More stateless students granted Thai citizenship

One week after granting four members of the Wild Boar soccer team Thai citizenship, the government extended that franchise to 304 more stateless people, most of the students, as it also collected DNA from over one hundred others who lack documentation in hopes of determining their nationality.

The United Nations praised Thailand last week for extending citizenship to the stateless Wild Boars. “Thailand has given them the chance to both dream of a brighter future and to reach their full potential,” said Carol Batchelor, the special adviser on statelessness at the United Nations High Commissioner for Refugees. “This is a shining example of how positive action by a state can aid people and quickly resolve their stateless situation.”

That shining example was replicated in the Thong Pha Phum district of Kanchanaburi province where 304 formerly stateless people took the oath of allegiance in a ceremony presided over by the deputy governor.

The new citizens, who ranged from primary school students to adults, were among 1,100 people who have received citizenship in Thong Pha Phum district this year. A total of 1,427 have applied in the district since January, and officials have completed screenings on 1,262 to determine if they qualify.

Authorities in nine districts in Kanchanaburi have also collected DNA from 114 stateless people in their area and sent the samples to Central Institute of Forensic Sciences to attempt to determine if they should be granted Thai citizenship.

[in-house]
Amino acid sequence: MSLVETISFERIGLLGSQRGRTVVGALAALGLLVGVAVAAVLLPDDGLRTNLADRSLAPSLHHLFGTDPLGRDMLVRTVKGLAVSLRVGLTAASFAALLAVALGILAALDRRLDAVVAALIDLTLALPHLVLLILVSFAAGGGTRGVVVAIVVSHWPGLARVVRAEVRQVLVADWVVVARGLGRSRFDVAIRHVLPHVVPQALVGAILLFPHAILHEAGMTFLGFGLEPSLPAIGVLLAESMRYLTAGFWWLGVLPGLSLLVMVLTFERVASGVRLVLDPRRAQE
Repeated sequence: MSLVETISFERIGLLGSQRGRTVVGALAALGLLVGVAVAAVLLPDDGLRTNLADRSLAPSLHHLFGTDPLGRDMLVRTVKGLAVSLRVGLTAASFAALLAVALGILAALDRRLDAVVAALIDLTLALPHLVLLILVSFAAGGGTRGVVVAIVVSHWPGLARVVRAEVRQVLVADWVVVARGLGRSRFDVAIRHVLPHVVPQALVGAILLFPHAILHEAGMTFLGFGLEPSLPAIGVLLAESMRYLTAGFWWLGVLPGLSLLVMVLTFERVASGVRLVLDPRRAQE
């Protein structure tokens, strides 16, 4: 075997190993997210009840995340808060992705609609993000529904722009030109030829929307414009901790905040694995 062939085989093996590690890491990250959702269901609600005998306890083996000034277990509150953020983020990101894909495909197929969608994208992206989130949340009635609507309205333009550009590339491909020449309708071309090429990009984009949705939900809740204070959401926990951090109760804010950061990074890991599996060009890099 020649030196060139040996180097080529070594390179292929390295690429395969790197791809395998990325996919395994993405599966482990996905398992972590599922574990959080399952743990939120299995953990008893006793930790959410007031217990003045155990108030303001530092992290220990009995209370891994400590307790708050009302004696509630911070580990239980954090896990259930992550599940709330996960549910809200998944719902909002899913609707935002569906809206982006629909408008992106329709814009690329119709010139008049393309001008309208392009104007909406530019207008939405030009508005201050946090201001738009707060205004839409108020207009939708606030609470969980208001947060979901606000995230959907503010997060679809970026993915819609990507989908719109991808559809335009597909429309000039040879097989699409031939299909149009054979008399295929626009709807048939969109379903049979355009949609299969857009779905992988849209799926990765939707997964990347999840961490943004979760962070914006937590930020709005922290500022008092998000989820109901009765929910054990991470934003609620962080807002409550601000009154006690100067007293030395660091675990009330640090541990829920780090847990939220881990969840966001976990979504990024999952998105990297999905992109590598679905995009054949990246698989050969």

Using DNA samples is a new approach by Thai officials to an old problem: a lack of birth registrations and other documentation among people, especially people living in border provinces, that are typically used to determine nationality. Those regions are home to many tribal peoples who traditionally and regularly roamed across the porous borders, and who often live in villages that were relatively isolated and hard to reach.

Their inhabitants may have been born in Thailand, but there was no physician or local official present to document that. Therefore, they have not been recognized as citizens.

In recent years, Thailand has been making a concerted effort to document as many tribal and other stateless people as possible, and grant citizenship to as many as possible as long as they meet the government’s criteria for citizenship.

U.N. officials have praised Thailand’s efforts in this regard as a positive example for other nations. Thailand has joined the U.N.’s Global Campaign to End Statelessness by 2024(#I Belong Campaign).